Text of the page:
Paul Murphy’s new group wants a new socialist movement in society. Yet even Fianna Fáil once had a self-proclaimed socialist leader in Bertie Ahern, writes Michael Clifford
A new Irish left-wing political entity was born this week. One might well ask whether the country is ready for a new left-wing political entity.
Paul Murphy’s group is called Rise, which stands for radical, internationalist, socialist, environmentalist. The TD for Dublin South West was formerly a member of Solidarity, which was formerly known as the Socialist Party. Rise will, according to Murphy, try to build a new socialist movement in Irish society.
The split that gave birth to Rise is not the typical one known in Irish politics, where splits traditionally lead to rancour and bitterness and occasionally violence. This split is, to borrow from one celebrity couple’s description of the end of their marriage, a “conscious uncoupling”. Rise will continue to work with Solidarity and there is no sign that the entities — Rise is not a political party — will be competing for votes.
The reason for the amicable decoupling was a difference of opinion on strategy. Murphy, and the handful of Solidarity people who left with him, want to spread the socialist message across the left, working closer with other parties and groups to create a united front. Solidarity is, as the name suggests, a bit of a loner. Most members want to remain true to their principles and perhaps regard closer integration as embarking down a dangerous path that could lead to contamination of the purity of their politics. Internal debate on this issue was ongoing for a year and, according to reports, was somewhat tortured.
While Rise will work closely with Solidarity, it makes one crucial distinction that goes to the heart of the split. Rise will no longer be a member of the British-based organisation Committee for a Workers’ International. Don’t worry if you have never heretofore heard of the Committee for a Workers’ International. You are not alone.
Murphy laid out the Rise agenda this week. It is anti-imperialist, anti-war, socialist, feminist, against climate change, and for the separation of Church and State. All of these aims are laudable and shared with the majority of Irish political entities, including Fianna Fáil, which once had a self-proclaimed socialist leader in Bertie Ahern.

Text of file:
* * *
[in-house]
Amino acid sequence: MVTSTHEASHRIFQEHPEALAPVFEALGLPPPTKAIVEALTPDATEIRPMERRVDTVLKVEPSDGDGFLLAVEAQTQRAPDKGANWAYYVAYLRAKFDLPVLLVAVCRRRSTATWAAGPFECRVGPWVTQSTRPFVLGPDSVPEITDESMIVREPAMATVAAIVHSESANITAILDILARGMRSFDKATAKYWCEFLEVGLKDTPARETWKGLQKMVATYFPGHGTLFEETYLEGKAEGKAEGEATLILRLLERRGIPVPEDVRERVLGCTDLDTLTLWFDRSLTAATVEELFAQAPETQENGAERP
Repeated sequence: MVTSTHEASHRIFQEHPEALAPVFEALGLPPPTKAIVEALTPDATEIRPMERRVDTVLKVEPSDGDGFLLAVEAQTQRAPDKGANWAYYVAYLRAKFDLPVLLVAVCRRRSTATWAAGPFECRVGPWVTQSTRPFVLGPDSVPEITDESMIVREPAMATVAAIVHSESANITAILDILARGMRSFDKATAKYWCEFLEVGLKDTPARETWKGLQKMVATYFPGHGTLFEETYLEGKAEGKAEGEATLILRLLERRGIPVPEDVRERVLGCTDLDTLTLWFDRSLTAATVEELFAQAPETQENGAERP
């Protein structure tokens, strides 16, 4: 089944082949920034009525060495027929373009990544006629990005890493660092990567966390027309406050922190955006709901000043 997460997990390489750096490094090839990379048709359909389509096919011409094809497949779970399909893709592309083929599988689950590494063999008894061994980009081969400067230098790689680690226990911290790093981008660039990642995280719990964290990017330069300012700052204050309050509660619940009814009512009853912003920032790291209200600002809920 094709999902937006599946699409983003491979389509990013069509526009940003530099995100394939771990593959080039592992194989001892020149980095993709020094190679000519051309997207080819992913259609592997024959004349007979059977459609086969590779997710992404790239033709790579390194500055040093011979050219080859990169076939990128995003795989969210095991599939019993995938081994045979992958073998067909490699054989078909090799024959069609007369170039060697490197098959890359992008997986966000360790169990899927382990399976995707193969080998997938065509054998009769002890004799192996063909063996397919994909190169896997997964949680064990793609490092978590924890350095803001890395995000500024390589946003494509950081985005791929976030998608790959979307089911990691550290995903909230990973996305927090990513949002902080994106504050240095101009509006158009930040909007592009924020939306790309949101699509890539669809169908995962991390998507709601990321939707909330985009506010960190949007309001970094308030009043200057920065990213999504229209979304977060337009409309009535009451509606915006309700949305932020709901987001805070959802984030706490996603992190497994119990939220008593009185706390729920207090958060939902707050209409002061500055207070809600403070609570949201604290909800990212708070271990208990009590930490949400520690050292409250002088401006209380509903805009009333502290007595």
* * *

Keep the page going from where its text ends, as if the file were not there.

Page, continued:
Socialism, as interpreted in this country, is a movable feast, so one might well ask how exactly Murphy’s entity will differ from everyone else, not to mind his his former colleagues.
“[Rise] is a new socialist group to contribute to a broader left and a co-operative left,” he said at the group’s launch.
Murphy is a good communicator and effective political performer but his ambition for a broader and co-operative left is doomed. All the evidence suggests that the left in Ireland is incapable of coming together to effect change.
The Left is far more comfortable doing splits than striving to exercise power. The only notable exception to that rule was the merger between the Labour Party and Democratic Left. That was in 1999 and came about a few years after both entities had been part of a rainbow coalition with Fine Gael in 1994-97. Democratic Left, naturally, had previously split from the Workers Party.
Arguably, the merger occurred because these two entities of the Left had tasted power and with it the possibility to effect change in a cohesive and structured manner. Unfortunately for the newly minted merger, it would be another 12 years before they got into government and then it was to clean up an almighty mess in the throes of a recession. Inevitably, following their ascension to power in 2011, there followed a split. This time the breakaway entity came to be known as the Social Democrats.
The Social Democrats are still intact. They did lose one of their three leaders — Stephen Donnelly — but that was more a defection than a split. There was talk last spring that the party was heading for a split, but it’s managed to keep things together. Don’t expect the harmony to persist far beyond the next general election.
Meanwhile, back in the land of Rise, the last genuine attempt at co-operation was the formation of the United Left Alliance after the 2011 general election.
The alliance was loose, as it had to be in case anybody got around to suggesting that a merger might be in order. It was designed to demonstrate that a broad coalition on the left was possible and that the prospect of such a coalition governing should not be regarded as a recipe for chaos.
Unfortunately, the ties that bound the loose alliance were sundered within 18 months.
All that remains from it is a loose alliance between Solidarity and People Before Profit. Nobody in either entity ever mentions the M-word. The difference between the pair is principally that one was once the Socialist Party and the other was the Socialist Workers party. No doubt there are serious differences to their respective ideas in how the world should be run under socialist principles but it’s not anything that the average voter would ever bother themselves about. Whatever the difference is, it’s enough to ensure that the twain shall never bond in a formalised union.
And now we have the latest split that has given us Rise. A case could be made that a better name for Rise would be Fall, standing for Flailing Against (any chance of a) Left Leadership.
Murphy and his current and former colleagues are habitually wont to explain away their lack of political and electoral success by decrying forces in society which are allegedly lined up against them. These include a craven media, self-interested politicians of all other hues, corporate greed, and a duped electorate.
In the search for excuses to explain away their failure to make gains, a little self-examination wouldn’t go astray.
How could they be trusted to run a country when everything suggests that the first item on their agenda to govern would be the split?